Let your brain settle on the new thing. Contemplate it until the newness wears off, then just wear it. I keep on my wrist a weighty steel chunk of Swiss engineering, understated and unkillable and stamped with a logo that passes for alternate currency in every country on earth. It took me a long time to scratch up enough to buy it and just as long to get used to wearing something worth the cost of a decent motorcycle. Now I almost never think about it, but when I do it makes me happy; in that way, and because it will last forever, it’s an excellent value. As soon as I buy another watch, that value diminishes.

I’m not immune to the yearning. A new Patek Phillippe Aquanaut Chrono or a perfect old Cartier Tortue still occasionally pops into my feed, giving my brain an unwelcome tickle and riling up the imagination. Does that watch better represent who I am as a person? Or maybe a “weekend watch” really is a necessity like the magazines tell me. Certainly, in any case, a gentleman is not expected to wear the same watch in summer heat and winter chill?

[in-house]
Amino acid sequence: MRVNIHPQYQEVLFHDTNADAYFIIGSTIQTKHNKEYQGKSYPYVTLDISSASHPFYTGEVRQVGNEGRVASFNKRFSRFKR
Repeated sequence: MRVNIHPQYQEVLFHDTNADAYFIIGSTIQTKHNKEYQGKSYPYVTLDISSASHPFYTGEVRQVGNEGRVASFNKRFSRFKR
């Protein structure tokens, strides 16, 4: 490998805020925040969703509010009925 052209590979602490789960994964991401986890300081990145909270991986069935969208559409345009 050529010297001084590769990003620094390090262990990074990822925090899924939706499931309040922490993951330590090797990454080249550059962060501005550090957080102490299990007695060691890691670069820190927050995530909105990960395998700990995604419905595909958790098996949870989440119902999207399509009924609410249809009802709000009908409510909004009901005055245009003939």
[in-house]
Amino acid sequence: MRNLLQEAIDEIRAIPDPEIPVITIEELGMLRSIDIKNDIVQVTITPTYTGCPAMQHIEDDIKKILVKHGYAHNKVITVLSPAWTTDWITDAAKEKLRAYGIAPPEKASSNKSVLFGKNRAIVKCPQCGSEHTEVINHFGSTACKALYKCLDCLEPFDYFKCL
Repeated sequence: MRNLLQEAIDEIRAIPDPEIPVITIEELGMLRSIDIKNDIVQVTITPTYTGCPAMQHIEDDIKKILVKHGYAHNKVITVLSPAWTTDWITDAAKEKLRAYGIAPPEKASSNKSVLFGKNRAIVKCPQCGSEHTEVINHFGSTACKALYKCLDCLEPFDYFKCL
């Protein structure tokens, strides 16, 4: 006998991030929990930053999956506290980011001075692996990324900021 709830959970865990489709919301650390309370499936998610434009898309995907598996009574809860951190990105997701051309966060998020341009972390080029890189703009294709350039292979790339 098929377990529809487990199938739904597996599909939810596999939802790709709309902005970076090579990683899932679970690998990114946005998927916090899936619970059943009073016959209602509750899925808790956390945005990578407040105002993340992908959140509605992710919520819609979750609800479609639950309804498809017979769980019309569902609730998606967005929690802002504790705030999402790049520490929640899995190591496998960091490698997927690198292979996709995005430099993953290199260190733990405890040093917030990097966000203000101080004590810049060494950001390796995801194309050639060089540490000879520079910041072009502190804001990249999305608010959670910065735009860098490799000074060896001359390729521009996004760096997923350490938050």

But this is a capitulation to marketers insisting wristwatches are somehow more relevant the less necessary they become — despite having become, basically, jewelry: functionally unnecessary but good for an accepted form of adult dress-up. (Now I’m a pilot! Now I’m a diver! Now I’m James Bond!) In endlessly obsessing over the various movements, manufactures, fonts and complications, or deliberating which timepiece goes just so with your blazer, you’re ignoring the only pure function a wristwatch still provides: it’s a memento mori, a reminder that the time, not the watch, is what matters. Because that time can be spent only once, no matter how many watches you collect.